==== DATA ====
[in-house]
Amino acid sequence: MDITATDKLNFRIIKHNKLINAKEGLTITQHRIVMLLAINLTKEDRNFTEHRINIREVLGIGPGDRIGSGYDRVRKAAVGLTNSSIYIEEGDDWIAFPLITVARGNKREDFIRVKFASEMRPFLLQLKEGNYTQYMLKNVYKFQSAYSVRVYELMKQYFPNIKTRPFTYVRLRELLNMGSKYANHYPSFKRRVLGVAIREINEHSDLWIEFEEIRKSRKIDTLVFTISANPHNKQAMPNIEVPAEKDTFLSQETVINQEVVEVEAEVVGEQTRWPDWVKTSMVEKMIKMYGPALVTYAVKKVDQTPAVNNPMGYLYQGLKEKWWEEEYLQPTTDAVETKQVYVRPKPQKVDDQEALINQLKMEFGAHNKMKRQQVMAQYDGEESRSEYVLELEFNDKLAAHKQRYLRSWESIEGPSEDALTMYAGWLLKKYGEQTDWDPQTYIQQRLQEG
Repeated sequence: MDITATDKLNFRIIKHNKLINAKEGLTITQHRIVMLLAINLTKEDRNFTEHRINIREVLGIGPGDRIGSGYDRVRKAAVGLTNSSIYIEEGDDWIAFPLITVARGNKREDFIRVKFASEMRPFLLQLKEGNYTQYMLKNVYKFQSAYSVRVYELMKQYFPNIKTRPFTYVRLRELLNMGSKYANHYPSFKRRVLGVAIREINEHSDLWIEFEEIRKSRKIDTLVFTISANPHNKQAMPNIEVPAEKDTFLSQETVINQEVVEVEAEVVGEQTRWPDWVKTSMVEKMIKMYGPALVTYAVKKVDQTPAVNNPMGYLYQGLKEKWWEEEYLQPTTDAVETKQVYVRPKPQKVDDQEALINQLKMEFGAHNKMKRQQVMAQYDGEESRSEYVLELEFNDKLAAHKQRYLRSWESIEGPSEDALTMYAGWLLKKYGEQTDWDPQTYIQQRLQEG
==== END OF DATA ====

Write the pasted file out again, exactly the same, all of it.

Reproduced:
[in-house]
Amino acid sequence: MDITATDKLNFRIIKHNKLINAKEGLTITQHRIVMLLAINLTKEDRNFTEHRINIREVLGIGPGDRIGSGYDRVRKAAVGLTNSSIYIEEGDDWIAFPLITVARGNKREDFIRVKFASEMRPFLLQLKEGNYTQYMLKNVYKFQSAYSVRVYELMKQYFPNIKTRPFTYVRLRELLNMGSKYANHYPSFKRRVLGVAIREINEHSDLWIEFEEIRKSRKIDTLVFTISANPHNKQAMPNIEVPAEKDTFLSQETVINQEVVEVEAEVVGEQTRWPDWVKTSMVEKMIKMYGPALVTYAVKKVDQTPAVNNPMGYLYQGLKEKWWEEEYLQPTTDAVETKQVYVRPKPQKVDDQEALINQLKMEFGAHNKMKRQQVMAQYDGEESRSEYVLELEFNDKLAAHKQRYLRSWESIEGPSEDALTMYAGWLLKKYGEQTDWDPQTYIQQRLQEG
Repeated sequence: MDITATDKLNFRIIKHNKLINAKEGLTITQHRIVMLLAINLTKEDRNFTEHRINIREVLGIGPGDRIGSGYDRVRKAAVGLTNSSIYIEEGDDWIAFPLITVARGNKREDFIRVKFASEMRPFLLQLKEGNYTQYMLKNVYKFQSAYSVRVYELMKQYFPNIKTRPFTYVRLRELLNMGSKYANHYPSFKRRVLGVAIREINEHSDLWIEFEEIRKSRKIDTLVFTISANPHNKQAMPNIEVPAEKDTFLSQETVINQEVVEVEAEVVGEQTRWPDWVKTSMVEKMIKMYGPALVTYAVKKVDQTPAVNNPMGYLYQGLKEKWWEEEYLQPTTDAVETKQVYVRPKPQKVDDQEALINQLKMEFGAHNKMKRQQVMAQYDGEESRSEYVLELEFNDKLAAHKQRYLRSWESIEGPSEDALTMYAGWLLKKYGEQTDWDPQTYIQQRLQEG